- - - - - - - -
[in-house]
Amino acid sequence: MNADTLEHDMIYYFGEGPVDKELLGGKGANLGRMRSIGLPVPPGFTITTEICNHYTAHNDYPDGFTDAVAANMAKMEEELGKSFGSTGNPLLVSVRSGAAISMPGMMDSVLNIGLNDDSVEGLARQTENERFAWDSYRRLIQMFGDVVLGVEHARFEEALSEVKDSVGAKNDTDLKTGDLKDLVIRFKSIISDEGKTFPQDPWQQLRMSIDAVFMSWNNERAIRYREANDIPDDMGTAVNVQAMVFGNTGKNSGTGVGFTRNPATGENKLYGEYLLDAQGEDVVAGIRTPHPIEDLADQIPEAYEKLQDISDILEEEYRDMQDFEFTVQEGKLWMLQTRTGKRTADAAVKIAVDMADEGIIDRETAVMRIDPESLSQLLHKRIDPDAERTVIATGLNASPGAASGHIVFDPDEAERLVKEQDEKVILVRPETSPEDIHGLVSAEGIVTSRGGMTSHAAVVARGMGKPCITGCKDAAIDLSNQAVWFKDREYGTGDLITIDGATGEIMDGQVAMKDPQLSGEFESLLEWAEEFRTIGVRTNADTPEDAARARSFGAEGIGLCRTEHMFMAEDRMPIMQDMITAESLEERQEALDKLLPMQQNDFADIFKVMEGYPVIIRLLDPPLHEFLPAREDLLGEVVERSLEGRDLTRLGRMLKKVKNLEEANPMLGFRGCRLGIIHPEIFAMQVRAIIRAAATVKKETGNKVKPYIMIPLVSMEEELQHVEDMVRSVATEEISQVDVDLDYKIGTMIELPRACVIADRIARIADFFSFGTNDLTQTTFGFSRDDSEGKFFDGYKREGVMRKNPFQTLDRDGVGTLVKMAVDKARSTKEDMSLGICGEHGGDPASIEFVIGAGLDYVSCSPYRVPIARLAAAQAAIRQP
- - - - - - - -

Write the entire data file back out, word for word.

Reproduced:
[in-house]
Amino acid sequence: MNADTLEHDMIYYFGEGPVDKELLGGKGANLGRMRSIGLPVPPGFTITTEICNHYTAHNDYPDGFTDAVAANMAKMEEELGKSFGSTGNPLLVSVRSGAAISMPGMMDSVLNIGLNDDSVEGLARQTENERFAWDSYRRLIQMFGDVVLGVEHARFEEALSEVKDSVGAKNDTDLKTGDLKDLVIRFKSIISDEGKTFPQDPWQQLRMSIDAVFMSWNNERAIRYREANDIPDDMGTAVNVQAMVFGNTGKNSGTGVGFTRNPATGENKLYGEYLLDAQGEDVVAGIRTPHPIEDLADQIPEAYEKLQDISDILEEEYRDMQDFEFTVQEGKLWMLQTRTGKRTADAAVKIAVDMADEGIIDRETAVMRIDPESLSQLLHKRIDPDAERTVIATGLNASPGAASGHIVFDPDEAERLVKEQDEKVILVRPETSPEDIHGLVSAEGIVTSRGGMTSHAAVVARGMGKPCITGCKDAAIDLSNQAVWFKDREYGTGDLITIDGATGEIMDGQVAMKDPQLSGEFESLLEWAEEFRTIGVRTNADTPEDAARARSFGAEGIGLCRTEHMFMAEDRMPIMQDMITAESLEERQEALDKLLPMQQNDFADIFKVMEGYPVIIRLLDPPLHEFLPAREDLLGEVVERSLEGRDLTRLGRMLKKVKNLEEANPMLGFRGCRLGIIHPEIFAMQVRAIIRAAATVKKETGNKVKPYIMIPLVSMEEELQHVEDMVRSVATEEISQVDVDLDYKIGTMIELPRACVIADRIARIADFFSFGTNDLTQTTFGFSRDDSEGKFFDGYKREGVMRKNPFQTLDRDGVGTLVKMAVDKARSTKEDMSLGICGEHGGDPASIEFVIGAGLDYVSCSPYRVPIARLAAAQAAIRQP